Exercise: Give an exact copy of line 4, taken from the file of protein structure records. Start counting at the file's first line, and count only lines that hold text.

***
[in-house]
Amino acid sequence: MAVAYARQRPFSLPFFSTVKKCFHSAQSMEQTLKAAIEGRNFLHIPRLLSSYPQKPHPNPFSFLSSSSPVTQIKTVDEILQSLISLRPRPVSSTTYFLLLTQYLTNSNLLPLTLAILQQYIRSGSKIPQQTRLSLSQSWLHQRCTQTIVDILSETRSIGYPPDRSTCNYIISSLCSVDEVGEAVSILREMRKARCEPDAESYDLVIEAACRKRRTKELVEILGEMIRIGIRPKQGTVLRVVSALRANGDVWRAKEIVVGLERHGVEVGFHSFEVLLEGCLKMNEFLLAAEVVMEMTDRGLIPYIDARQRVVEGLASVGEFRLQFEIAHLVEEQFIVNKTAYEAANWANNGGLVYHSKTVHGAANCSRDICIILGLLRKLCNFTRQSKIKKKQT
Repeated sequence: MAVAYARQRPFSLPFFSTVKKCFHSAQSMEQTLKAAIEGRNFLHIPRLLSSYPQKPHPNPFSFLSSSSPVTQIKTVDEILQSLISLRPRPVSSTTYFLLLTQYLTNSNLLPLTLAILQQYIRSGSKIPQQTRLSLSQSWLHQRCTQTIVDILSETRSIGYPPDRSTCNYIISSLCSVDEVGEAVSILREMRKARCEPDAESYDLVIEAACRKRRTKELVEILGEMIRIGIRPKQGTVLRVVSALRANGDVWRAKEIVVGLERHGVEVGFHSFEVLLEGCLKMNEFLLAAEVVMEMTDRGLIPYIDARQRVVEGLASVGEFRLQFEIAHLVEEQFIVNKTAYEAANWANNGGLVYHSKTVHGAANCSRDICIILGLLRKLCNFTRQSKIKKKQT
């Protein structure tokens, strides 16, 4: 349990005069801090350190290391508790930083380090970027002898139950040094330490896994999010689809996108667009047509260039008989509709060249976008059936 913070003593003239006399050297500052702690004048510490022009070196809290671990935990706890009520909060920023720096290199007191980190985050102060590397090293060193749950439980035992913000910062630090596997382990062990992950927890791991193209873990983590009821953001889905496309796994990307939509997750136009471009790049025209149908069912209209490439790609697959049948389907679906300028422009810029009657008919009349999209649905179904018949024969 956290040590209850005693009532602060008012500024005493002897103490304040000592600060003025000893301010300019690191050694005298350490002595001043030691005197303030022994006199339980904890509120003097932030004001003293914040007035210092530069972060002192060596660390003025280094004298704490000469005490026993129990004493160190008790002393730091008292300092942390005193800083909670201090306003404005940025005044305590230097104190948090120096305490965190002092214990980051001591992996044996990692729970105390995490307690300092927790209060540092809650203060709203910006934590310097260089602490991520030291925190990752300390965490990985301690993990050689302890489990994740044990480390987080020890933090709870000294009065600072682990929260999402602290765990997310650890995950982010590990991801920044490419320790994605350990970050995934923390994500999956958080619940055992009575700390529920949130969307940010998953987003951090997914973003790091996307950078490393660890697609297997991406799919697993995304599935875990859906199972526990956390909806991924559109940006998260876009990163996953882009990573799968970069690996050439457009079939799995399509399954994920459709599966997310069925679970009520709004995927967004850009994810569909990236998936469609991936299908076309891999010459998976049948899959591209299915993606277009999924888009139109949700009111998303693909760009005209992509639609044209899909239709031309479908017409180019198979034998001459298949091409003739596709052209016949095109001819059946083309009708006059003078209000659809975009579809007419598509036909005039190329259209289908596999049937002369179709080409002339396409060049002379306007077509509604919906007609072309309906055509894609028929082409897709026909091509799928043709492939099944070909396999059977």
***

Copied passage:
């Protein structure tokens, strides 16, 4: 349990005069801090350190290391508790930083380090970027002898139950040094330490896994999010689809996108667009047509260039008989509709060249976008059936 913070003593003239006399050297500052702690004048510490022009070196809290671990935990706890009520909060920023720096290199007191980190985050102060590397090293060193749950439980035992913000910062630090596997382990062990992950927890791991193209873990983590009821953001889905496309796994990307939509997750136009471009790049025209149908069912209209490439790609697959049948389907679906300028422009810029009657008919009349999209649905179904018949024969 956290040590209850005693009532602060008012500024005493002897103490304040000592600060003025000893301010300019690191050694005298350490002595001043030691005197303030022994006199339980904890509120003097932030004001003293914040007035210092530069972060002192060596660390003025280094004298704490000469005490026993129990004493160190008790002393730091008292300092942390005193800083909670201090306003404005940025005044305590230097104190948090120096305490965190002092214990980051001591992996044996990692729970105390995490307690300092927790209060540092809650203060709203910006934590310097260089602490991520030291925190990752300390965490990985301690993990050689302890489990994740044990480390987080020890933090709870000294009065600072682990929260999402602290765990997310650890995950982010590990991801920044490419320790994605350990970050995934923390994500999956958080619940055992009575700390529920949130969307940010998953987003951090997914973003790091996307950078490393660890697609297997991406799919697993995304599935875990859906199972526990956390909806991924559109940006998260876009990163996953882009990573799968970069690996050439457009079939799995399509399954994920459709599966997310069925679970009520709004995927967004850009994810569909990236998936469609991936299908076309891999010459998976049948899959591209299915993606277009999924888009139109949700009111998303693909760009005209992509639609044209899909239709031309479908017409180019198979034998001459298949091409003739596709052209016949095109001819059946083309009708006059003078209000659809975009579809007419598509036909005039190329259209289908596999049937002369179709080409002339396409060049002379306007077509509604919906007609072309309906055509894609028929082409897709026909091509799928043709492939099944070909396999059977």